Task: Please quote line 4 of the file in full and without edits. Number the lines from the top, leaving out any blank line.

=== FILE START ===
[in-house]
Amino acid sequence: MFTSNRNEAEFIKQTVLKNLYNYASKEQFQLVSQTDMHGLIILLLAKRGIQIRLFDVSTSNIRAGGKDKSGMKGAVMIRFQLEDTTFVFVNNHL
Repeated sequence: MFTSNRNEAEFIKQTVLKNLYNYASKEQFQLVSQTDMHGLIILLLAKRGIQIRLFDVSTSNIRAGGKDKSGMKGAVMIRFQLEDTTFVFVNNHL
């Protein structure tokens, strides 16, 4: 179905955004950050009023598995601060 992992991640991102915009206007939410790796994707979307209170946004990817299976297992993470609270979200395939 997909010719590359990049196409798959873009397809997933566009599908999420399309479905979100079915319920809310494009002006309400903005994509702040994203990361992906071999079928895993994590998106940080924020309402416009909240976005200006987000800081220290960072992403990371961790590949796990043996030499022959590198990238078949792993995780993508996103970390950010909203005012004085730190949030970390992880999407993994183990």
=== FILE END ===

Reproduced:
């Protein structure tokens, strides 16, 4: 179905955004950050009023598995601060 992992991640991102915009206007939410790796994707979307209170946004990817299976297992993470609270979200395939 997909010719590359990049196409798959873009397809997933566009599908999420399309479905979100079915319920809310494009002006309400903005994509702040994203990361992906071999079928895993994590998106940080924020309402416009909240976005200006987000800081220290960072992403990371961790590949796990043996030499022959590198990238078949792993995780993508996103970390950010909203005012004085730190949030970390992880999407993994183990």